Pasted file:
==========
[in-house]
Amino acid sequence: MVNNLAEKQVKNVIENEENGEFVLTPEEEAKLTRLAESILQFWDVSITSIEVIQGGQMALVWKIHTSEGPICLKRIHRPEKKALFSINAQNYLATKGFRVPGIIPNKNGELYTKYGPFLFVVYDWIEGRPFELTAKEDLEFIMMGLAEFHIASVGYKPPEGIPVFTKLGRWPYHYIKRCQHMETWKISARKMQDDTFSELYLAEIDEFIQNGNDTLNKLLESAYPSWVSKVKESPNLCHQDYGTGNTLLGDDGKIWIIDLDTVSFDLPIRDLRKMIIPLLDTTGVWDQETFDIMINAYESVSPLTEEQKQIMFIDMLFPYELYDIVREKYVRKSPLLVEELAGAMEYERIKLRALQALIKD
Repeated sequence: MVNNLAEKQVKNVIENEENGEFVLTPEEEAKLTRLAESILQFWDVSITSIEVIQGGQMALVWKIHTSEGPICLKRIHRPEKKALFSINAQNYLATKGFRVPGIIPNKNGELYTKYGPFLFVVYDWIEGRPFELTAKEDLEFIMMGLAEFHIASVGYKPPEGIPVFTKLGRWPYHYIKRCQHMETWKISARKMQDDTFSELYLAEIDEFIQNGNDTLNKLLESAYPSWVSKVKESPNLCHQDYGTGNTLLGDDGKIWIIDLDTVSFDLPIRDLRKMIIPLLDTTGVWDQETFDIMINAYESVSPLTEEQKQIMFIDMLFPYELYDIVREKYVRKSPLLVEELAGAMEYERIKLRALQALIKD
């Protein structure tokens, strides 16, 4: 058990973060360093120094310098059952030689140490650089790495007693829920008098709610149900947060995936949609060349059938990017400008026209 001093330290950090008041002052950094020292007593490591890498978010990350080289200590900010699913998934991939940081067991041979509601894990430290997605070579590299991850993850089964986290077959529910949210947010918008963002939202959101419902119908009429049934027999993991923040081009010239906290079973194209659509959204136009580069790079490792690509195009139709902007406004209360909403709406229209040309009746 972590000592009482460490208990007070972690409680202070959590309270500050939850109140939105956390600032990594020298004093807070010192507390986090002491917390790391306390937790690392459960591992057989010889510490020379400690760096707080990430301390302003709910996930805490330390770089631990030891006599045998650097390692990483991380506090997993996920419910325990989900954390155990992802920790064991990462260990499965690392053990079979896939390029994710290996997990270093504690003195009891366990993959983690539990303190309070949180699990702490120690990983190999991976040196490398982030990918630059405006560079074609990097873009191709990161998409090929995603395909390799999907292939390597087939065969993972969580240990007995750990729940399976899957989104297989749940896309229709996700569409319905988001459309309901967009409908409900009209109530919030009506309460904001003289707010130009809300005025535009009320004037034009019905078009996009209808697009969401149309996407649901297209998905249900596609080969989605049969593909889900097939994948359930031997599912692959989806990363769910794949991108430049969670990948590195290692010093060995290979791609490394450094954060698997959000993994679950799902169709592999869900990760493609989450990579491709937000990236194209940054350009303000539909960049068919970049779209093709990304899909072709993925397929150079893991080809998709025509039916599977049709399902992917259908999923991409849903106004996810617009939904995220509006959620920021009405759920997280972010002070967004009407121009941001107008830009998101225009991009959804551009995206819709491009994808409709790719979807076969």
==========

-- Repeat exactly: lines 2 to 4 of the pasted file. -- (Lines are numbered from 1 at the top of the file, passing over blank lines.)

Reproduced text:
Amino acid sequence: MVNNLAEKQVKNVIENEENGEFVLTPEEEAKLTRLAESILQFWDVSITSIEVIQGGQMALVWKIHTSEGPICLKRIHRPEKKALFSINAQNYLATKGFRVPGIIPNKNGELYTKYGPFLFVVYDWIEGRPFELTAKEDLEFIMMGLAEFHIASVGYKPPEGIPVFTKLGRWPYHYIKRCQHMETWKISARKMQDDTFSELYLAEIDEFIQNGNDTLNKLLESAYPSWVSKVKESPNLCHQDYGTGNTLLGDDGKIWIIDLDTVSFDLPIRDLRKMIIPLLDTTGVWDQETFDIMINAYESVSPLTEEQKQIMFIDMLFPYELYDIVREKYVRKSPLLVEELAGAMEYERIKLRALQALIKD
Repeated sequence: MVNNLAEKQVKNVIENEENGEFVLTPEEEAKLTRLAESILQFWDVSITSIEVIQGGQMALVWKIHTSEGPICLKRIHRPEKKALFSINAQNYLATKGFRVPGIIPNKNGELYTKYGPFLFVVYDWIEGRPFELTAKEDLEFIMMGLAEFHIASVGYKPPEGIPVFTKLGRWPYHYIKRCQHMETWKISARKMQDDTFSELYLAEIDEFIQNGNDTLNKLLESAYPSWVSKVKESPNLCHQDYGTGNTLLGDDGKIWIIDLDTVSFDLPIRDLRKMIIPLLDTTGVWDQETFDIMINAYESVSPLTEEQKQIMFIDMLFPYELYDIVREKYVRKSPLLVEELAGAMEYERIKLRALQALIKD
């Protein structure tokens, strides 16, 4: 058990973060360093120094310098059952030689140490650089790495007693829920008098709610149900947060995936949609060349059938990017400008026209 001093330290950090008041002052950094020292007593490591890498978010990350080289200590900010699913998934991939940081067991041979509601894990430290997605070579590299991850993850089964986290077959529910949210947010918008963002939202959101419902119908009429049934027999993991923040081009010239906290079973194209659509959204136009580069790079490792690509195009139709902007406004209360909403709406229209040309009746 972590000592009482460490208990007070972690409680202070959590309270500050939850109140939105956390600032990594020298004093807070010192507390986090002491917390790391306390937790690392459960591992057989010889510490020379400690760096707080990430301390302003709910996930805490330390770089631990030891006599045998650097390692990483991380506090997993996920419910325990989900954390155990992802920790064991990462260990499965690392053990079979896939390029994710290996997990270093504690003195009891366990993959983690539990303190309070949180699990702490120690990983190999991976040196490398982030990918630059405006560079074609990097873009191709990161998409090929995603395909390799999907292939390597087939065969993972969580240990007995750990729940399976899957989104297989749940896309229709996700569409319905988001459309309901967009409908409900009209109530919030009506309460904001003289707010130009809300005025535009009320004037034009019905078009996009209808697009969401149309996407649901297209998905249900596609080969989605049969593909889900097939994948359930031997599912692959989806990363769910794949991108430049969670990948590195290692010093060995290979791609490394450094954060698997959000993994679950799902169709592999869900990760493609989450990579491709937000990236194209940054350009303000539909960049068919970049779209093709990304899909072709993925397929150079893991080809998709025509039916599977049709399902992917259908999923991409849903106004996810617009939904995220509006959620920021009405759920997280972010002070967004009407121009941001107008830009998101225009991009959804551009995206819709491009994808409709790719979807076969």